|Assad: We won’t let Syria-Turkey tension deteriorate into war||
Syrian President Bashar al-Assad said he regrets the fact that a Turkish jet was shot down by the Syrian military and that he will not allow the tension between the two neighbors to deteriorate into an "armed conflict."
Syria downed a Turkish RF-4E warplane on June 22. Syria says it attacked the aircraft after it flew very low inside its airspace, while Turkey says the jet was hit in international airspace after it briefly strayed into Syria.
In an interview with the Turkish daily Cumhuriyet published on Tuesday, Assad offered no apology, insisting that the plane was shot down over Syria and that the Syrian forces acted in self-defense, The Associated Press reported.
He said that the plane was flying in a corridor inside Syrian airspace that had been used by Israeli planes in 2007, when they bombed a building under construction in northern Syria. The UN nuclear agency has said that the building was a nearly finished reactor meant to produce plutonium.
"The plane was using the same corridor used by Israeli planes three times in the past," Assad told Cumhuriyet. "Soldiers shot it down because we did not see it on our radars and we were not informed about it."
Assad said: "I say 100 percent, I wish we did not shoot it down."
He said Syria had no intention of fueling tensions along its border with NATO-member Turkey.
"We will not allow it to turn into an armed conflict that would harm both countries," he said. "We did not build up our forces on the Turkish border and we will not."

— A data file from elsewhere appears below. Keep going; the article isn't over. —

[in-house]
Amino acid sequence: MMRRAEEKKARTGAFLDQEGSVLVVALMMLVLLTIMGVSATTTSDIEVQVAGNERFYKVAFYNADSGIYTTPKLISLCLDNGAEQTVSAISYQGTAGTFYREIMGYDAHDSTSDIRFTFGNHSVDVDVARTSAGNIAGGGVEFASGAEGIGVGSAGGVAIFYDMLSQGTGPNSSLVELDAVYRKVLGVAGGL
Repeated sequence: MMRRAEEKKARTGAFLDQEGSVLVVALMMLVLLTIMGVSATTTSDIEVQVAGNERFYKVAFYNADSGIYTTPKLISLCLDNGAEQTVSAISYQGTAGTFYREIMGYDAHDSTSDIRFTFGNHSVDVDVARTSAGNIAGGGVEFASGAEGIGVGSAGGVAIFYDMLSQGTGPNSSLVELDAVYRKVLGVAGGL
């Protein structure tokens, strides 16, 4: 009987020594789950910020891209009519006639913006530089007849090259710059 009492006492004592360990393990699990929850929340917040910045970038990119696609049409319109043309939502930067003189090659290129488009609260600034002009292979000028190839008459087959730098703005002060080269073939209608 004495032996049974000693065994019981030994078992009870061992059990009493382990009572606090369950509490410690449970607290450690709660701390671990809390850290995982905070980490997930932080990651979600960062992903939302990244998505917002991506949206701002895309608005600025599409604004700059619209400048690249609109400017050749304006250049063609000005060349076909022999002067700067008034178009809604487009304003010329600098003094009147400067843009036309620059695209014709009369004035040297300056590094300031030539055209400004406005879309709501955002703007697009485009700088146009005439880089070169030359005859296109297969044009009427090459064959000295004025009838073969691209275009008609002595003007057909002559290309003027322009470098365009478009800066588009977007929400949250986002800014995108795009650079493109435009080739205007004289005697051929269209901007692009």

Assad said Syria "would have apologized" for the shooting if the plane had not been shot down in Syrian airspace. He said the rise of tensions could have been prevented if channels of communication between the two militaries remained open.
"We are in a state of war, so every unidentified plane is an enemy plane," the paper quoted Assad as saying. "Let me state it again: We did not have the slightest idea about its identity when we shot it down."
Turkey, however, has insisted that the plane's electronic signals, which indicate if an aircraft is friend or foe, were activated during the entire flight and that Turkey even intercepted radio conversations in which Syrian forces referred to the plane.
Commenting for the first time on a UN-brokered plan for a political transition in Syria that was adopted by world powers at a conference in Geneva on Saturday, Assad said he was "pleased" that the decision about Syria's future was left to its people.
The plan calls for the creation of a transitional government with full executive powers in Syria. But at Russia's insistence, the compromise left the door open to Assad being part of the interim administration and left its composition entirely up to the "mutual consent" of the Assad administration and its opponents.
"The Syrian people will decide on everything," Assad said.
Turkey's Hurriyet newspaper, citing intelligence sources, reported early last week that Syrian forces referred to the plane using the word for "neighbor" in an intercepted radio conversation.
Turkey also insisted that the plane was not spying on Syria but just testing Turkey's radar capabilities.
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|Last Updated on 03 July 2012 17:00|